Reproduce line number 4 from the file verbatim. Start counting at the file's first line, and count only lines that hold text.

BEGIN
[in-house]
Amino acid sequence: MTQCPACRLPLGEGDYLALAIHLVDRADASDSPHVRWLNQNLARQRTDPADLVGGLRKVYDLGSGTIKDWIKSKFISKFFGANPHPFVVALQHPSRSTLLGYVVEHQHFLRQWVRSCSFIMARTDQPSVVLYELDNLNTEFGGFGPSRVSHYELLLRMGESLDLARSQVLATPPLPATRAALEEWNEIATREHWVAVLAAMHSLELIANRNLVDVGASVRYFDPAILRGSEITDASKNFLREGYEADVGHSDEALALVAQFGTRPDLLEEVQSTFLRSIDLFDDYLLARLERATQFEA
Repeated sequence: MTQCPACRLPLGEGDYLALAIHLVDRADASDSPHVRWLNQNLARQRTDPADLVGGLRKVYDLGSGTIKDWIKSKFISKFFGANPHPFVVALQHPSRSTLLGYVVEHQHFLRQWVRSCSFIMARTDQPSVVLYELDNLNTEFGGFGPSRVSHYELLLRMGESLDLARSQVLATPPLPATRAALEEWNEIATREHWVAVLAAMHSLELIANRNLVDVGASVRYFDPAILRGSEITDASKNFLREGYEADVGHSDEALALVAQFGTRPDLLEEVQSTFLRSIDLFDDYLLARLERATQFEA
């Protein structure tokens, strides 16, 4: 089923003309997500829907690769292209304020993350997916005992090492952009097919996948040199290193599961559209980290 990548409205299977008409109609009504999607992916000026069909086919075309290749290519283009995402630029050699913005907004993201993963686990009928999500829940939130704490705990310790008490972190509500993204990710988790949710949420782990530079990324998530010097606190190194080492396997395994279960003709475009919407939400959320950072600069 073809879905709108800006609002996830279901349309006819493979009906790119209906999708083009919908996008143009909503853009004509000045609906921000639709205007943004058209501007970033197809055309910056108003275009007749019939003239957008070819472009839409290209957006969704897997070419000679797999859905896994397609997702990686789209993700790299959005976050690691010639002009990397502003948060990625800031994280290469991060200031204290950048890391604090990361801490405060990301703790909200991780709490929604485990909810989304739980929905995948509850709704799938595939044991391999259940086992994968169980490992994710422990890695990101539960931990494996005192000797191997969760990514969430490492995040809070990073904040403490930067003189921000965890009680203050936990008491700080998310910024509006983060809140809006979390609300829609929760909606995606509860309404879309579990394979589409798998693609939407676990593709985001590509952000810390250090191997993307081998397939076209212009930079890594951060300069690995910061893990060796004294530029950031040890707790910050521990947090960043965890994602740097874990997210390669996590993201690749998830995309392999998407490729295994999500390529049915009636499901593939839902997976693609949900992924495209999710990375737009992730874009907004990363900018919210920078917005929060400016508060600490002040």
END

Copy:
């Protein structure tokens, strides 16, 4: 089923003309997500829907690769292209304020993350997916005992090492952009097919996948040199290193599961559209980290 990548409205299977008409109609009504999607992916000026069909086919075309290749290519283009995402630029050699913005907004993201993963686990009928999500829940939130704490705990310790008490972190509500993204990710988790949710949420782990530079990324998530010097606190190194080492396997395994279960003709475009919407939400959320950072600069 073809879905709108800006609002996830279901349309006819493979009906790119209906999708083009919908996008143009909503853009004509000045609906921000639709205007943004058209501007970033197809055309910056108003275009007749019939003239957008070819472009839409290209957006969704897997070419000679797999859905896994397609997702990686789209993700790299959005976050690691010639002009990397502003948060990625800031994280290469991060200031204290950048890391604090990361801490405060990301703790909200991780709490929604485990909810989304739980929905995948509850709704799938595939044991391999259940086992994968169980490992994710422990890695990101539960931990494996005192000797191997969760990514969430490492995040809070990073904040403490930067003189921000965890009680203050936990008491700080998310910024509006983060809140809006979390609300829609929760909606995606509860309404879309579990394979589409798998693609939407676990593709985001590509952000810390250090191997993307081998397939076209212009930079890594951060300069690995910061893990060796004294530029950031040890707790910050521990947090960043965890994602740097874990997210390669996590993201690749998830995309392999998407490729295994999500390529049915009636499901593939839902997976693609949900992924495209999710990375737009992730874009907004990363900018919210920078917005929060400016508060600490002040």